February 7, 2012
By Michael Lewis
Keough, member of U.S. team that upset England in 1950 World Cup, dies
Soccer legend Harry Keough, a member of the U.S. National Team that stunned England and the rest of the world at the 1950 World Cup, died on Tuesday morning. He was 84.
A native of St. Louis, Keough made 84 appearances for the United States, scoring one goal. But his most famous game was against heavily favored England in the World Cup, a game that the Americans won, 1-0.
According to former teammate and friend Walter Bahr, the Keough family had placed Harry in a hospice a few days ago.
“He was as good a teammate you would find on or off the field,” Bahr said by telephone.
“I think he played soccer like he lived life. He was a lively player, a steady player. He knew his limits. He never talked about himself off the field.”
Goalkeeper Frank Borghi, one of three surviving members of the team along with John (Clarkie) Souza, Tuesday called Keough "a great person" and "a wonderful soccer player."
"He was a great player and a great coach for St. Louis University," Borghi said from St. Louis. "He knew the game very, very well. . . . He was a very intelligent player. He knew how to cover a man on a man-to-man system. "
U.S. Soccer acknowledged that the sport had lost one of the greats and a gentleman.
“We are all saddened by the loss of such an important man in the history of U.S. Soccer,” U.S. Soccer president Sunil Gulati said in a statement. “Harry was a true pioneer, representing the finest of a generation of men and women who built the foundations for soccer in the United States on which we stand today. While his participation on the U.S. team that beat England in the 1950 FIFA World Cup remains a memory that fans around the world treasure, it is his lasting contribution to soccer in St. Louis and around the country as a player and a coach that will be his true legacy. Our thoughts and prayers are with his wife Alma, and his children Ty, Colleen and Peggy.”
A member of the National Soccer Hall of Fame, Keough was one of the stalwarts of the U.S. National Team during the 1940s and 1950s. He earned 19 caps, scoring once for the USA in a 5-1 World Cup qualifying loss to Canada in 1957.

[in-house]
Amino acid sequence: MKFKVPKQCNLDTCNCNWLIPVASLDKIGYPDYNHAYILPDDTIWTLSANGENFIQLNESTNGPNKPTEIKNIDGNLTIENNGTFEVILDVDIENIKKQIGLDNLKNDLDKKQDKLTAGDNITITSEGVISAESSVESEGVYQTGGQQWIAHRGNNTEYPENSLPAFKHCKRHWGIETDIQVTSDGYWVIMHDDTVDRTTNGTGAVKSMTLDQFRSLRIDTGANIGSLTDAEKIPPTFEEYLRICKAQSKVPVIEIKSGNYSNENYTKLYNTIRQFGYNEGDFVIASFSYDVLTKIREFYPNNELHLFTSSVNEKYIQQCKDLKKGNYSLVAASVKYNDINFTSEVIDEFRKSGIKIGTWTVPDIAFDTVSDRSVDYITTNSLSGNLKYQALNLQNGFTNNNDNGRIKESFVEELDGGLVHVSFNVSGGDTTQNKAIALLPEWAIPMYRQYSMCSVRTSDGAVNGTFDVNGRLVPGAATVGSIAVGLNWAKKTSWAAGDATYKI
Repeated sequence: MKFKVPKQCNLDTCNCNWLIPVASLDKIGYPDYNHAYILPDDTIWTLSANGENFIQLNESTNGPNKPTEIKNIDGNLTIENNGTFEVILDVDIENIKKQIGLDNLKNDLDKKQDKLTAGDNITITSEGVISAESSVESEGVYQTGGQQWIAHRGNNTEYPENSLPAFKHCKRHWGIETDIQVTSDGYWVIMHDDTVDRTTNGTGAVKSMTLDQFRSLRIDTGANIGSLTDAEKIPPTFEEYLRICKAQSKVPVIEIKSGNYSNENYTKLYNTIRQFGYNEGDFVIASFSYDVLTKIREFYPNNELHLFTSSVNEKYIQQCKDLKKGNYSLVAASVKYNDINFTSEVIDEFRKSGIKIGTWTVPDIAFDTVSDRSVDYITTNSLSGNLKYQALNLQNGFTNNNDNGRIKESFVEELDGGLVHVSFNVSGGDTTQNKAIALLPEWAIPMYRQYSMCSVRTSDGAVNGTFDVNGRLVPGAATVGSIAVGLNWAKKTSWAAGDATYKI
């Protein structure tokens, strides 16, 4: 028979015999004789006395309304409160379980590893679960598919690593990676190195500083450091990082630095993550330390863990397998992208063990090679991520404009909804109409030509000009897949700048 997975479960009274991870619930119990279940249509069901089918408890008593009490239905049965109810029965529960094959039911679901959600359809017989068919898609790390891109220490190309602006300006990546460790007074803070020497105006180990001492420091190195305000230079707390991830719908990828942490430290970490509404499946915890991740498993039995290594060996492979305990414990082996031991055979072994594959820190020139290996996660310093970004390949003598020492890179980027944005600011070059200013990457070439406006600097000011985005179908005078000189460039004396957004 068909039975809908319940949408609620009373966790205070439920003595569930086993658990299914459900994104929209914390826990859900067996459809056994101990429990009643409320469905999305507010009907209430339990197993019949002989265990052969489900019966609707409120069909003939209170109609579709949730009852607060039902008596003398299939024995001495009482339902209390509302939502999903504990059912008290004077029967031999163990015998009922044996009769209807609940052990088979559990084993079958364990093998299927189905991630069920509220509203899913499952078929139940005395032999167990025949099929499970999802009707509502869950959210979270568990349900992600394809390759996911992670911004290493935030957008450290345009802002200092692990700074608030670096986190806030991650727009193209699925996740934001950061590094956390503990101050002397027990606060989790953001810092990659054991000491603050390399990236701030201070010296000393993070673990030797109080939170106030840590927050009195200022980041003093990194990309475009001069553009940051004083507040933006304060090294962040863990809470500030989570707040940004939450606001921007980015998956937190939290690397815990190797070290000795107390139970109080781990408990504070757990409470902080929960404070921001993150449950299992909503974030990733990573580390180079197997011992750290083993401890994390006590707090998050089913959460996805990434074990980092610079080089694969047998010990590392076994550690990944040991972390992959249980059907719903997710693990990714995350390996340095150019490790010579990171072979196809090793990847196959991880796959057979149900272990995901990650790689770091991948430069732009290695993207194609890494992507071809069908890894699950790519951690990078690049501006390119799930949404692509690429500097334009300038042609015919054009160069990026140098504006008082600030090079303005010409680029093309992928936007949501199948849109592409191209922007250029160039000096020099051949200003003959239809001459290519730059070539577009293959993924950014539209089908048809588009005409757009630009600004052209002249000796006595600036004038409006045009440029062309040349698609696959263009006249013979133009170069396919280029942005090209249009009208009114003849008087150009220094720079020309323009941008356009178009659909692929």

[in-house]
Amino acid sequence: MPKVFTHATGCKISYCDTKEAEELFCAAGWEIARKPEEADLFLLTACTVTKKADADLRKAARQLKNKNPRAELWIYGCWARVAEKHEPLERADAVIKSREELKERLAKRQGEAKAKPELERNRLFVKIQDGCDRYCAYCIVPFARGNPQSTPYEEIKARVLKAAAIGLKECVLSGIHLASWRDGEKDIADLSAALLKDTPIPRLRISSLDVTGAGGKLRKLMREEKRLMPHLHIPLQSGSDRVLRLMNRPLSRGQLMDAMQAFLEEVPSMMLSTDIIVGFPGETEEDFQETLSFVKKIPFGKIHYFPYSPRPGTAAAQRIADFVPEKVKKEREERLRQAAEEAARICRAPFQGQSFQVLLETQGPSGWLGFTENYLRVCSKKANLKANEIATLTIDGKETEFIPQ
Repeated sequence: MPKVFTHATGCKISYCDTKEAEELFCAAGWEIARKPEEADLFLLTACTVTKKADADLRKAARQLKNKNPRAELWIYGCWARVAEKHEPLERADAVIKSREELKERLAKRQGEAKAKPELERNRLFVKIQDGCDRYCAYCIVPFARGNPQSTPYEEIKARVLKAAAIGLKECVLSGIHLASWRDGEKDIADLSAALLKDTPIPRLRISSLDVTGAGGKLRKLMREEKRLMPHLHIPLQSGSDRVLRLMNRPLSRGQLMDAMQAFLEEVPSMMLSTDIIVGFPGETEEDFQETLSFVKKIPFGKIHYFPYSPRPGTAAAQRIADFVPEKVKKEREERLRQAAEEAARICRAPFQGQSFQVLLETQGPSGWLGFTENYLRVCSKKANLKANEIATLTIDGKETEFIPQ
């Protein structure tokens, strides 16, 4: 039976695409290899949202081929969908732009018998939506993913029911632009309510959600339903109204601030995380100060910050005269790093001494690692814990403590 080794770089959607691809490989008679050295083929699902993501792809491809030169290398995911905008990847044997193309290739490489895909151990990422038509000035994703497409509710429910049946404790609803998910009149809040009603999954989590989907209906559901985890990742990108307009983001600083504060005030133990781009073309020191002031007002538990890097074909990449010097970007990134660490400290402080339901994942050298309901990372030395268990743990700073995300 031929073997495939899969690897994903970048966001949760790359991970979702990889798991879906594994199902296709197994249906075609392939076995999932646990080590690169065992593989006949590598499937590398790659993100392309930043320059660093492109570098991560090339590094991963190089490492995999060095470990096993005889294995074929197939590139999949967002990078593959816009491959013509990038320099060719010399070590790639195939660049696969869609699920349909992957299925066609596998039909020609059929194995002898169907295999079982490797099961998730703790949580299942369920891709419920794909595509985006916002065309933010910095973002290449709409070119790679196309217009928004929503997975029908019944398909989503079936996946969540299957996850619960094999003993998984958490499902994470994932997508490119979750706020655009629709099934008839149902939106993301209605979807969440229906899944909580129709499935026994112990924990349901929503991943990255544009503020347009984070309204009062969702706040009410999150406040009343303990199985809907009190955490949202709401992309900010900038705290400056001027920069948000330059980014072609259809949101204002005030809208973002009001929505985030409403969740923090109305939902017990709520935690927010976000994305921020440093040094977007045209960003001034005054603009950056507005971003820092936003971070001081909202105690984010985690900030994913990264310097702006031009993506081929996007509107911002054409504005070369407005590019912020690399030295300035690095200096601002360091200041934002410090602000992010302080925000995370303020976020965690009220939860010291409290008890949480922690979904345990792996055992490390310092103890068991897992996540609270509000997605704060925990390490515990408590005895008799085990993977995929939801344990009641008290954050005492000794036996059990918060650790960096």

Like it or not, Keough was best remembered for helping anchor a backline against the heavily favored English in the 1950 World Cup. It was England's first participation in a World Cup after years of ignoring the grand event.
“We would have been happy with a 2-0 loss because we would have thought, 'Gee, they would have walked all over us.' In our wildest dreams we didn’t think we’d ever win,” Keough said.
With 20 minutes remaining, midfielder Charles Colombo tackled Stan Mortensen at the edge of the penalty area, stopping him from going in on keeper Frank Borghi.
“Charlie took a head-long dive and hit him right in the back of the knees,” Keough said, “a tackle anybody in the NFL would have been proud of.
“The momentum they were both going, they both were at the penalty spot when they stopped. Charlie bulldozed him all the way. He [Mortensen] was mad as hell as anybody would have been. The referee came up and yelled at Charlie. Charlie claimed the referee said, ‘Bono, bono’ — good [in Italian].”
When the final whistle sounded, fans raced onto the field and hoisted players on their shoulders. “Boy, I feel sorry for these bastards,” Keough told teammate Pee-Wee Wallace. “How are they ever going to live down the fact we beat them?”
Keough did have a soccer career beyond the game. He represented the U.S. at the Olympics and also performed for St. Louis Kutis, who captured the 1957 U.S. Open Cup crown and the Nation Amateur Cup six successive times between 1956 and 1961.
Moreover, he also forged a career as a successful college coach, first with Florissant Valley Community College. He then took over as head coach of the St. Louis University soccer team in 1967, where he posted a 213-50-23 record before retiring in 1982.
In his first season, the Billikens shared NCAA championship honors with Michigan State. Keough guided St. Louis to four crowns during the next five years. Those national titles came in 1969 (4-0 win against San Francisco), 1970 (1-0 win against UCLA), 1972 (4-2 victory against UCLA) and 1973 (2-1 overtime win against UCLA). The Billikens also advanced to the 1971 and 1974 championship games. Keough’s six consecutive appearances in the championship final from 1969 to 1974 remains a men’s soccer record to this date.
Keough was inducted into the National Soccer Hall of Fame in 1976, along with his other U.S. teammates from the 1950 World Cup team. Keough’s other honors included an induction into the St. Louis Soccer Hall of Fame (1972), the St. Louis University Athletic Hall of Fame (1995) and the NSCAA Hall of Fame (1996).
Keough is survived by wife Alma and his three children, Ty, Colleen and Peggy.